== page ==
Community Solar Models and Risks
By Jake Seligman
Community solar projects are emerging as a new asset class, distinct from residential, commercial, industrial and utility-scale projects. It is still early, but lenders and tax equity investors are beginning to invest.
Like any new asset class, community solar projects have new risks to understand and allocate. This article explains some of the risks and how community solar works in a typical program, recognizing that community solar programs differ by state and utility.
Community solar programs are cropping up around the country. Eight states plus the District of Columbia have enabling legislation in place. Colorado and Massachusetts lead in installations. Minnesota has also had significant activity. A handful of other states are working on community solar legislation.
Enabling legislation is not always necessary. A study by the Solar Electric Power Association counted 58 programs in 22 states, including those initiated by utilities and third parties in partnership with utilities.
What is Community Solar?
A community solar project is a solar photovoltaic array, typically around one megawatt in size, to which customers buy in or subscribe. Projects are either ground mounted or located on large roofs, like a commercial or industrial building.
A customer owns or subscribes to a portion of the project. Customers can be residential, municipal, commercial or industrial customers.
There are two main models. In a “subscription model,” the customer pays the developer for its share of the output, usually a fixed price per kilowatt hour per month or a fixed lease payment, escalating with inflation. The customer can also prepay the developer for all of the expected output from the customer’s share of the project. In a “purchase model,” the customer makes an upfront payment to buy a panel or series of panels.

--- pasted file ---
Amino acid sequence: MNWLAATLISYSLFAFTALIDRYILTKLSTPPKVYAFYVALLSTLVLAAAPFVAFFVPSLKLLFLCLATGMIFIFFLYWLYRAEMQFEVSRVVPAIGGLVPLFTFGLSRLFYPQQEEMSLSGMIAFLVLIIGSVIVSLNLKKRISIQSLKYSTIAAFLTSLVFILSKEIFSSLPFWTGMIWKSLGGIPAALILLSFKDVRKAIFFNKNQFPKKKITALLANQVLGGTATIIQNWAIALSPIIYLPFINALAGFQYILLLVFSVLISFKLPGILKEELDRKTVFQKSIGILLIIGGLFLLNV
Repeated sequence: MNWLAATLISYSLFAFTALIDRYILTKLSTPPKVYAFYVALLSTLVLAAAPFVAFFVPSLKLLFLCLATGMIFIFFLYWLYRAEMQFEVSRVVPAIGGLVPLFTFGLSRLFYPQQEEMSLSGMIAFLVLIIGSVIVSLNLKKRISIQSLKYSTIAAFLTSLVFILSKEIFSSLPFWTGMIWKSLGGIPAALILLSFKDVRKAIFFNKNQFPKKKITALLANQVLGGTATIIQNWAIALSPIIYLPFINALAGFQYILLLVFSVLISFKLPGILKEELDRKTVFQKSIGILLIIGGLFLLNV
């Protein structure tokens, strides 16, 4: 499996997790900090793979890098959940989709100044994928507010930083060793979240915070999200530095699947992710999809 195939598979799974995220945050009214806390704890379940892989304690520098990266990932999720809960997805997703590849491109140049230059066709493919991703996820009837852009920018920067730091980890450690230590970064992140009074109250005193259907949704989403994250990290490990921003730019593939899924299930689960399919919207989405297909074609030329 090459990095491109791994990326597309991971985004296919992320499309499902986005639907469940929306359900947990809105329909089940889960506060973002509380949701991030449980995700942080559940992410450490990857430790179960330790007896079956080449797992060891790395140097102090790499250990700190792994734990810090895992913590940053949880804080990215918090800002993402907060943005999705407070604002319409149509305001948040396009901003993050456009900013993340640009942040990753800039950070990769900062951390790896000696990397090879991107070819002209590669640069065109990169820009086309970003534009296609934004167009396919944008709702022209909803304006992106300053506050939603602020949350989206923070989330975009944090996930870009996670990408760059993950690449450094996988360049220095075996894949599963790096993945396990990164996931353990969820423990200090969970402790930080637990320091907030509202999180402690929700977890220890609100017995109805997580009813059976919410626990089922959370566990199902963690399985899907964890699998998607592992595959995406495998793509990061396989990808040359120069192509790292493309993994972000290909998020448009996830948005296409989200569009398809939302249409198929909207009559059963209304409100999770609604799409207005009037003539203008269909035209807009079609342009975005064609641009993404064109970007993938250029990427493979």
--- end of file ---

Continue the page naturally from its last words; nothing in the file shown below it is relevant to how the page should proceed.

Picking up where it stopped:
The electricity from the project is delivered to the local utility. The utility then credits each customer for that customer’s share of the electricity output. The customer pays its normal bill to the utility, reduced by the credit.
Before building a community solar project, the developer will sign subscription agreements with customers. Subscription agreements are similar to power purchase agreements in commercial projects. A typical term is 20 years from commercial operation. The customer agrees to pay for all the electricity produced by its portion of the project. Unlike a power purchase agreement, the customer does not receive electricity from the project. Rather, the customer is credited for the output to which it subscribes.
Customers sometimes also sign reservation agreements, if the project will not be built for some time. A reservation agreement simply reserves the customer’s spot (typically for a deposit) for a period of time. The customer signs a subscription agreement before the project begins producing electricity.